Singular Values

A singular value and corresponding singular vectors of a rectangular matrix A are, respectively, a scalar σ and a pair of vectors u and v that satisfy


where AH is the Hermitian transpose of A. The singular vectors u and v are typically scaled to have a norm of 1. Also, if u and v are singular vectors of A, then -u and -v are singular vectors of A as well.

The singular values σ are always real and nonnegative, even if A is complex. With the singular values on the diagonal of a diagonal matrix Σ and the corresponding singular vectors forming the columns of two orthogonal matrices U and V, you obtain the equations


Since U and V are unitary matrices, multiplying the first equation by VH on the right yields the singular value decomposition equation


The full singular value decomposition of an m-by-n matrix involves an m-by-m U, an m-by-n Σ, and an n-by-n V. In other words, U and V are both square, and Σ is the same size as A. If A has many more rows than columns (m > n), then the resulting m-by-m matrix U is large. However, most of the columns in U are multiplied by zeros in Σ. In this situation, the economy-sized decomposition saves both time and storage by producing an m-by-n U, an n-by-n Σ and the same V:

The eigenvalue decomposition is the appropriate tool for analyzing a matrix when it represents a mapping from a vector space into itself, as it does for an ordinary differential equation. However, the singular value decomposition is the appropriate tool for analyzing a mapping from one vector space into another vector space, possibly with a different dimension. Most systems of simultaneous linear equations fall into this second category.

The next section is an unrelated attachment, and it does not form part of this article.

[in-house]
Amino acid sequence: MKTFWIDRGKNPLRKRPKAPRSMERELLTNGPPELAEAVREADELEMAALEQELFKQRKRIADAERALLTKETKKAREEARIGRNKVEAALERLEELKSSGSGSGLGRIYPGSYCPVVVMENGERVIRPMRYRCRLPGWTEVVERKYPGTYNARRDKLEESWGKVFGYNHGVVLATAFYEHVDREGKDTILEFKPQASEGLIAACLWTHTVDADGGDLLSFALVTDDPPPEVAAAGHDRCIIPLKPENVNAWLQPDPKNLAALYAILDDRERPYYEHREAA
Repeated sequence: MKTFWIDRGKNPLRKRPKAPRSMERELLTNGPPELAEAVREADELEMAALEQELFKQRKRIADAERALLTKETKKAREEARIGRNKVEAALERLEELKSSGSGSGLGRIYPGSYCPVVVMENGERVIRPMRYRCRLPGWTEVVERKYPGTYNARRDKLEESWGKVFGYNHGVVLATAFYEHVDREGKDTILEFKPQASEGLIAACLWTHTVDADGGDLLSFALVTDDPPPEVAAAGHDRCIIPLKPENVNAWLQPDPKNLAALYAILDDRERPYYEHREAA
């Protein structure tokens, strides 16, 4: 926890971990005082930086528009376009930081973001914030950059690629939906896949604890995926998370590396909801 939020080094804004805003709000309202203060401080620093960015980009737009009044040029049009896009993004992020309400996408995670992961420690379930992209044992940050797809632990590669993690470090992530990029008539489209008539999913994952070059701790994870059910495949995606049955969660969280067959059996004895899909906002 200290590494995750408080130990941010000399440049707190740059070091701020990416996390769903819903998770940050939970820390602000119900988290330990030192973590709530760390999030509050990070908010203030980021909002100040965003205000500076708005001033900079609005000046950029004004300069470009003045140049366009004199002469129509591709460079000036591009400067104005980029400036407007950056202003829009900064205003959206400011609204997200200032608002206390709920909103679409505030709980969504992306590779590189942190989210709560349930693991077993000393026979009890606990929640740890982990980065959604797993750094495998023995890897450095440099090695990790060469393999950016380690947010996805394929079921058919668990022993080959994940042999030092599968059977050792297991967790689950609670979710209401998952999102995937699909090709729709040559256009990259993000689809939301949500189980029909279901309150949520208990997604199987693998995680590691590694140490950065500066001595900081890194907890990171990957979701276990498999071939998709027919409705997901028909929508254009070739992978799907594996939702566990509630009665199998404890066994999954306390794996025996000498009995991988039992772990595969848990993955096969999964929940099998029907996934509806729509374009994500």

If A is square, symmetric, and positive definite, then its eigenvalue and singular value decompositions are the same. But, as A departs from symmetry and positive definiteness, the difference between the two decompositions increases. In particular, the singular value decomposition of a real matrix is always real, but the eigenvalue decomposition of a real, nonsymmetric matrix might be complex.

For the example matrix

A =
     9     4
     6     8
     2     7

the full singular value decomposition is

[U,S,V] = svd(A)

U =

    0.6105   -0.7174    0.3355
    0.6646    0.2336   -0.7098
    0.4308    0.6563    0.6194

S =

   14.9359         0
         0    5.1883
         0         0

V =

    0.6925   -0.7214
    0.7214    0.6925

You can verify that U*S*V' is equal to A to within round-off error. For this small problem, the economy size decomposition is only slightly smaller.

[U,S,V] = svd(A,0)

U =

    0.6105   -0.7174
    0.6646    0.2336
    0.4308    0.6563

S =

   14.9359         0
         0    5.1883

V =

    0.6925   -0.7214
    0.7214    0.6925

Again, U*S*V' is equal to A to within round-off error.

If the matrix A is large and sparse, then using svd to calculate all of the singular values and vectors is not always practical. For example, if you need to know just a few of the largest singular values, then calculating all of the singular values of a 5000-by-5000 sparse matrix is a lot of extra work. In cases where only a subset of the singular values and vectors are required, the svds function is preferred over svd.

For a 1000-by-1000 random sparse matrix with a density of about 30%,

n = 1000;
A = sprand(n,n,0.3);

the six largest singular values are

S = svds(A)

S =


Also, the six smallest singular values are

S = svds(A,6,'smallest')

S =


For smaller matrices that can fit in memory as a full matrix, full(A), using svd(full(A)) might still be quicker than svds. However, for truly large and sparse matrices, using svds becomes necessary.

See Also

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